Surveys and series are similar to case reports but include a larger number of cases. Usually the cases are found by retrospectively reviewing records at one or more medical centers, orphanages, or other agencies. By their inclusion of many cases, these studies are able to make some generalizations about the population which was studied. On the other hand, series cannot estimate the extent of the problem in the general population, or generalize to different groups of abused children than the ones studied. For example, Masrour et 81. (1980) looked at 10 cases of battered children diagnosed at a medical center in Morocco. They found that of the 7 cases with radiologic studies, 6 had fractures, and 4 had multiple fractures. Although based on this study we could expect to find fractures in most Moroccan children admitted to a medical center and diagnosed with abuse, we do not know anything about children who may be abused but are not admitted to the medical center. Nor can we compare the abused children with those who are not abused and thus are not included in the study.
Case-Control and other Epidemiological Studies
This small group of studies group of studies goes beyond series and case reports by making some attempt to estimate the frequency of abuse in the general
population, or to find risk factors by comparing abused with non-abused children. Singh et al. (1962) compared various groups of Punjabi villagers, including infants and females, with regard to (1) the medical care they received for illness, and (2) their death rates. The results indicated a relative neglect of those groups. Christoffel et ai. (1981) used WHO data on international death rates to compare rates of inflicted and non-inflicted deaths in developing and developed countries. They found that death rates due to inflicted injuries were comparable across groups of countries and suggested that there may be a type of family violence which is relatively independent of culture. Caution is required, however, in using such international data which is quite variable in reliability. It must also be remembered that deaths due to abuse are not necessarily reported as such. In a related study Fiala & LaFree (1988) looked at cross-national data on child homicide in conjunction with various social and economic indices, and concluded that it is more common in countries where many women are working but have low social status and where spending on welfare services is low. Goodall (1979) used a case-control design to compare children with and without kwashiorkor. She found that the malnourished children were more likely be living with someone besides the mother, to have parents who were separated, and to have been sent away from home at the time of weaning (the usual practice in some African communities). An informative study from Hong-Kong by Lieh-Mak et al. (1983) compared characteristics of abused children with those of matched controls who were pediatric inpatients without trauma. Families of abused children were found to have a higher prevalence of psychiatric problems, to be more socially isolated,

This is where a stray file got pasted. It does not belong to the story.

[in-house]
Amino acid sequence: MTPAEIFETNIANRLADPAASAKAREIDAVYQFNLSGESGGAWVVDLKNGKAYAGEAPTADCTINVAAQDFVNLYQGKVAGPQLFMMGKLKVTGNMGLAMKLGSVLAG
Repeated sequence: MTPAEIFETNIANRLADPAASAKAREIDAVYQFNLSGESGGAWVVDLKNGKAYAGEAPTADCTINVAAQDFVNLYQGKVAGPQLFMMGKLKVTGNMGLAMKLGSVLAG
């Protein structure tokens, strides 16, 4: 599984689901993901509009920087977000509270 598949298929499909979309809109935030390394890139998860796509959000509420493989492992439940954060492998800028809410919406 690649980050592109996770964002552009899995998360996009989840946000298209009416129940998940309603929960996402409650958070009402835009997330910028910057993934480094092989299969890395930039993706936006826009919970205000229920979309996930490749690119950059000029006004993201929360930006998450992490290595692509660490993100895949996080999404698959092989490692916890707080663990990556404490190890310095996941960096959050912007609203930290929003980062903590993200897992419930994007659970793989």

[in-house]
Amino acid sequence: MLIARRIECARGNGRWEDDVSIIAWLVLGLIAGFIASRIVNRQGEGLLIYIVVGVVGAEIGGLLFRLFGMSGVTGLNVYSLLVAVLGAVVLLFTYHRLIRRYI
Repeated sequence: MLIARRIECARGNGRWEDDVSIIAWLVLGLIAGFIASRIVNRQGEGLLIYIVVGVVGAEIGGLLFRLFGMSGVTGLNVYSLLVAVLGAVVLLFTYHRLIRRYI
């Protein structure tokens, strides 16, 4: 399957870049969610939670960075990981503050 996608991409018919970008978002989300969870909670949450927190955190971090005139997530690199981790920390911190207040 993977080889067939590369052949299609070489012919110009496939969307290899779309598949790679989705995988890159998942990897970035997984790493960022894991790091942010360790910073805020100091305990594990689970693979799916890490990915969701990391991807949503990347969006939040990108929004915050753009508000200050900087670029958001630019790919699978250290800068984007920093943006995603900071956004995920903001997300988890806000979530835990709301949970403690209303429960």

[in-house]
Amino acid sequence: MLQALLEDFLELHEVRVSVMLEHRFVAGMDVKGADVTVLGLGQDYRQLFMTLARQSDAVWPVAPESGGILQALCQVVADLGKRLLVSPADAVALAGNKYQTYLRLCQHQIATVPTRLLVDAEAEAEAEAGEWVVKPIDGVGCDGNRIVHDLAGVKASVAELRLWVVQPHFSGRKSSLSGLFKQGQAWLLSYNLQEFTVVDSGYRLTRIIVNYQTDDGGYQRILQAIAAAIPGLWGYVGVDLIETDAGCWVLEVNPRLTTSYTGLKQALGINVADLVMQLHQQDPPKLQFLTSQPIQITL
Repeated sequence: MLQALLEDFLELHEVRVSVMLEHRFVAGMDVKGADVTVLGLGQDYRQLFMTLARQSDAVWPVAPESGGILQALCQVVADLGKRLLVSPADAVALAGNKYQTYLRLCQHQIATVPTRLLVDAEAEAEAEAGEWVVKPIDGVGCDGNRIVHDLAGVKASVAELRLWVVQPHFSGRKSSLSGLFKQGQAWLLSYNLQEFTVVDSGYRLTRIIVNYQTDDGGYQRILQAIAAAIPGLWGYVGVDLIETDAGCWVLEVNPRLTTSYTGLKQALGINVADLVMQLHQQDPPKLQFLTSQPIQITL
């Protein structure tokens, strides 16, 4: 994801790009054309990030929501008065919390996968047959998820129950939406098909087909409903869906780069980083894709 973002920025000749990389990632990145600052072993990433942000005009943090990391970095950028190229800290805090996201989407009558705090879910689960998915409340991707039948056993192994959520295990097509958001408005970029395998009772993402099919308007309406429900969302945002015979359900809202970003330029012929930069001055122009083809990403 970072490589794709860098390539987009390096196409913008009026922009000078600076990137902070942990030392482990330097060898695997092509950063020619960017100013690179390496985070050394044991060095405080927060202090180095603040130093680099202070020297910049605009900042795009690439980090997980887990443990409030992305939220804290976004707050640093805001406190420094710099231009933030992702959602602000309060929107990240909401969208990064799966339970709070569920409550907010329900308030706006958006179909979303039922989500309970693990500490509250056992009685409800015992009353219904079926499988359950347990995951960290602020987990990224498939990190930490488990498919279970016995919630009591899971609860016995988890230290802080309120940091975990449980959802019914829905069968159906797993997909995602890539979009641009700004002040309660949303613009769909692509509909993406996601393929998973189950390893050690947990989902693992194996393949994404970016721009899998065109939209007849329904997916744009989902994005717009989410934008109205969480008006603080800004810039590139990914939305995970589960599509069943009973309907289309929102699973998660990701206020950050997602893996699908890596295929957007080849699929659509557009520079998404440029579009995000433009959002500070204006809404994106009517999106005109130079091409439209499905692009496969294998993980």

to report more worries, and to have more marital discord.
Finally, de Meer (1988) collected data on child mortality in a peasant community in Peru. The perinatal mortality rate was anomalously high and by its distribution suggested that infanticide was being practiced especially in families with 2 or more living children.
It can be seen that even these studies address only indirectly the issues
of child abuse and neglect. Clearly there is a need for further epidemiologic research before we can begin to estimate the importance of the problem in quantitative terms, or to compare rates among countries. Meanwhile we are left with qualitative studies, which though less than ideal do help to give an idea of the scope of abuse and neglect in certain locations.
These papers distill information from previous studies and present it in new ways or to new audiences. In some cases (e.g. Vicuna, 1981) the sources are mostly the abuse and neglect literature of the developed countries, with little that is specific to the developing country. Others, such as de Silva (1981), bring together existing data in such a way as to provide a coherent picture of the problem in a given country.
The anthropological studies considered here, most of which are found in Korbin (1981a), are based on intensive observation of participants in a given culture over a prolonged period of time. These are crucial importance because of the insights they provide from an insider's point of view. Thus while good epidemiologic studies could tell us the number of victims of infanticide, they could never address issues such as the value of the newborn to the mother or
to the village, or the meanings or types of infanticide.